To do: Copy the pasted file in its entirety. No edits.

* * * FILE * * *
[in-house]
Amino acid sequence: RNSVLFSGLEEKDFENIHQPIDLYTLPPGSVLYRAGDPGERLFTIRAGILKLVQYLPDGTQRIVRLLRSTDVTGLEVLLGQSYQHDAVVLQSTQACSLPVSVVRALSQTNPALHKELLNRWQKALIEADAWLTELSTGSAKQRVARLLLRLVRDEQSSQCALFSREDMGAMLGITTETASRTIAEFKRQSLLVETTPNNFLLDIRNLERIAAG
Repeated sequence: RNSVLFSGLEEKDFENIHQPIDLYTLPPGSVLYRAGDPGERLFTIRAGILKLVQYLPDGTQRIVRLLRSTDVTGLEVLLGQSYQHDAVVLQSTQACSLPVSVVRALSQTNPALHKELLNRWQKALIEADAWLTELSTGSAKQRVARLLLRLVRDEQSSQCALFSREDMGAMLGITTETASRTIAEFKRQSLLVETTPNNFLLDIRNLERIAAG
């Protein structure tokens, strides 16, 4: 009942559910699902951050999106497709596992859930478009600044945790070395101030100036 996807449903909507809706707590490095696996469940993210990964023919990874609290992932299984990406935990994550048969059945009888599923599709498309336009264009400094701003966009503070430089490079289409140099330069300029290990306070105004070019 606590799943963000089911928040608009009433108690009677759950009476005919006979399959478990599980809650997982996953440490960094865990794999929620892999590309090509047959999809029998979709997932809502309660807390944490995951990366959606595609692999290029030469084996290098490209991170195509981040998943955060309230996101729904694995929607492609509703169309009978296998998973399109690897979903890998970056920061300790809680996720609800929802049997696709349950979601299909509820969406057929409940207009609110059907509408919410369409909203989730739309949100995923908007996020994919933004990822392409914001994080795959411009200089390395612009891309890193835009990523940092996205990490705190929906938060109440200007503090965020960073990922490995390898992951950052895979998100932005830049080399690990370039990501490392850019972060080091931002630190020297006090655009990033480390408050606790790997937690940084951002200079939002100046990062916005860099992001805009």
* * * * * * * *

[in-house]
Amino acid sequence: RNSVLFSGLEEKDFENIHQPIDLYTLPPGSVLYRAGDPGERLFTIRAGILKLVQYLPDGTQRIVRLLRSTDVTGLEVLLGQSYQHDAVVLQSTQACSLPVSVVRALSQTNPALHKELLNRWQKALIEADAWLTELSTGSAKQRVARLLLRLVRDEQSSQCALFSREDMGAMLGITTETASRTIAEFKRQSLLVETTPNNFLLDIRNLERIAAG
Repeated sequence: RNSVLFSGLEEKDFENIHQPIDLYTLPPGSVLYRAGDPGERLFTIRAGILKLVQYLPDGTQRIVRLLRSTDVTGLEVLLGQSYQHDAVVLQSTQACSLPVSVVRALSQTNPALHKELLNRWQKALIEADAWLTELSTGSAKQRVARLLLRLVRDEQSSQCALFSREDMGAMLGITTETASRTIAEFKRQSLLVETTPNNFLLDIRNLERIAAG
């Protein structure tokens, strides 16, 4: 009942559910699902951050999106497709596992859930478009600044945790070395101030100036 996807449903909507809706707590490095696996469940993210990964023919990874609290992932299984990406935990994550048969059945009888599923599709498309336009264009400094701003966009503070430089490079289409140099330069300029290990306070105004070019 606590799943963000089911928040608009009433108690009677759950009476005919006979399959478990599980809650997982996953440490960094865990794999929620892999590309090509047959999809029998979709997932809502309660807390944490995951990366959606595609692999290029030469084996290098490209991170195509981040998943955060309230996101729904694995929607492609509703169309009978296998998973399109690897979903890998970056920061300790809680996720609800929802049997696709349950979601299909509820969406057929409940207009609110059907509408919410369409909203989730739309949100995923908007996020994919933004990822392409914001994080795959411009200089390395612009891309890193835009990523940092996205990490705190929906938060109440200007503090965020960073990922490995390898992951950052895979998100932005830049080399690990370039990501490392850019972060080091931002630190020297006090655009990033480390408050606790790997937690940084951002200079939002100046990062916005860099992001805009």